We've all been there... Sitting in the waiting room of our physician’s office looking at magazines from last year. We get frustrated, we get angry, but we continue to flip through the old magazines. Why not do something healthy and productive with that time and something that will help you get the most out of the time you spend with your physician?
First things first, your physician is not purposely delaying you, and believe me, he or she would much rather run on time, than run late. Primary care physicians in particular are being asked to see more patients in shorter amounts of time. Also, more and more primary care physicians are seeing patients with complicated chronic illnesses like diabetes, heart disease and arthritis. That being said, ask yourself what are you doing during that time? If you are feeling really sick, you may be just trying to hang in there. But what if you're feeling reasonably well? You have a great opportunity to maximize the time you are going to have with your physician.
First, have realistic expectations. The reality is, in most cases, you will have 15 minutes or less time with your physician. Don't expect more. With only 15 minutes, it is very possible that some of your problems and concerns may not be addressed. Getting frustrated is understandable, but not productive.
One of the most important actions that you can and must take is to describe your symptoms to your doctor. Remember, only you know what you are feeling, the more accurately and succinctly you can describe your symptoms, the more productive the visit will be. So grab a sheet of paper in the waiting room and write down the following:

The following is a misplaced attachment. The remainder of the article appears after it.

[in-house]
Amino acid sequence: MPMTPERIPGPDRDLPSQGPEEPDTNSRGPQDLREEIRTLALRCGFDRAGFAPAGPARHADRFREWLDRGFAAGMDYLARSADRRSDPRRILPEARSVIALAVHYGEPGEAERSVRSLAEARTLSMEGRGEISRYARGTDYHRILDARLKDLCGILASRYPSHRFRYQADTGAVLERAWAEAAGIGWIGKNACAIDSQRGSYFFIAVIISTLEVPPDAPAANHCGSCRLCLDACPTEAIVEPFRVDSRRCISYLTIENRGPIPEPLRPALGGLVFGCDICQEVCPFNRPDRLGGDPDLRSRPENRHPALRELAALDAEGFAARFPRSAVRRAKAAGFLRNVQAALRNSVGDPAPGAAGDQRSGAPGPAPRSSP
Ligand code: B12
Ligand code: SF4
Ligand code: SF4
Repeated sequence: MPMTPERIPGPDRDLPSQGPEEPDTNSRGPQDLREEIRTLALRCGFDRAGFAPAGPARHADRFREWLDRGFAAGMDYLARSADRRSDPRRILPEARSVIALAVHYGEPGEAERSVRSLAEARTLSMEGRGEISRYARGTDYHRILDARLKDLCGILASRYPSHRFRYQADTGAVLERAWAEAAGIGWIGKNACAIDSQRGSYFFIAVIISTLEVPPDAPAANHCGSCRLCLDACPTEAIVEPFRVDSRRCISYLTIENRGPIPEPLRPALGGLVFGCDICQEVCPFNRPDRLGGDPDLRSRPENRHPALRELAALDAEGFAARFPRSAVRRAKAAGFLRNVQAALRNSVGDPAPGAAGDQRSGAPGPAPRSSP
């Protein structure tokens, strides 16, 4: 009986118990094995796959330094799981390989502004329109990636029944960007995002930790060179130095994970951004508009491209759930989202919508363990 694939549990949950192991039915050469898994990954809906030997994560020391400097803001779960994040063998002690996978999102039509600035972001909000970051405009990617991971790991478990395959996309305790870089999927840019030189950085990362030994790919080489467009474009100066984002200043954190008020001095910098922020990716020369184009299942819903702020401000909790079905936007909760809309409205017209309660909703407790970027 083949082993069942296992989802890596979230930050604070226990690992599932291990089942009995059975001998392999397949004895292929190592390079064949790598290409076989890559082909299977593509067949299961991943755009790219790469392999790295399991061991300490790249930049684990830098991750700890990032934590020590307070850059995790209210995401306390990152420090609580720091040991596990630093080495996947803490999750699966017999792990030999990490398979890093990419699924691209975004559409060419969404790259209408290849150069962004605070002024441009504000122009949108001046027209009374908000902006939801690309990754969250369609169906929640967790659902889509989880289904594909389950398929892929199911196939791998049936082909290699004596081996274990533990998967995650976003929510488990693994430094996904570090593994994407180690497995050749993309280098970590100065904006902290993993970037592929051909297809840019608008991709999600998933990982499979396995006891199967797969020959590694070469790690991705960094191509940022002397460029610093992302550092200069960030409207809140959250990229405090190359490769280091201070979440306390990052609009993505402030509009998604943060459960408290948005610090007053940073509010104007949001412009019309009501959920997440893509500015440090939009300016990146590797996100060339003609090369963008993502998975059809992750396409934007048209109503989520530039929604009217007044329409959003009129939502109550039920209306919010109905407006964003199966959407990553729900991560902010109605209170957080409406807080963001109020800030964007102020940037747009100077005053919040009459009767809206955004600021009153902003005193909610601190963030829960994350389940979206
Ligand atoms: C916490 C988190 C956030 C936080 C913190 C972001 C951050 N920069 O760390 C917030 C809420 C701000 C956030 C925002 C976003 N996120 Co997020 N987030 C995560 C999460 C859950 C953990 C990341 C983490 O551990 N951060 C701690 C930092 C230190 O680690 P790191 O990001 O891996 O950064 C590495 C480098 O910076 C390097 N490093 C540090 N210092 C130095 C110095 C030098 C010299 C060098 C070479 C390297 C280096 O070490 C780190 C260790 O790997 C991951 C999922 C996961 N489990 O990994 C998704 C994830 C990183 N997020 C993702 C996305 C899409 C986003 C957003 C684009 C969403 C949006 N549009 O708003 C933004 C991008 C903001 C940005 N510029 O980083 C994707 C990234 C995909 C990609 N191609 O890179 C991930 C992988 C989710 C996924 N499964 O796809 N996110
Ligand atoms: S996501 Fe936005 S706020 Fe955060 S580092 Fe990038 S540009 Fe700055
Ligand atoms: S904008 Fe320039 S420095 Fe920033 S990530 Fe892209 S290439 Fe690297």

For each symptom you may be having- be it pain, or fatigue, or nausea- write down:
· when they started
· how long they have lasted
· if there has been any change in symptoms
· what makes them better or worse
Next, realize that with a short time in the office you may not have time to talk about everything that is bothering you. So it’s time to prioritize.
Write down every question you want to ask and write down which symptom is causing you the most distress. Put everything in order of importance.
If you can do these two things in the time you are sitting in the waiting room, you will be able to hit the ground running once you are able to see your physician.
In addition to what to do during your time in the waiting room, always bring a list of medications you are taking. Finally, leave with a plan. Leaving with a plan does not necessarily mean you will leave with a treatment. Leaving with a plan means you will know what is to happen when you leave the office. That may mean waiting things out, that might mean more tests, or medication of some sort.
A visit to your physician is an active event. The more you can work with your physician as a team, the better you are going to do. If you have realistic expectations, come prepared and leave with a plan, you will find that the visit feels a lot more useful and helpful.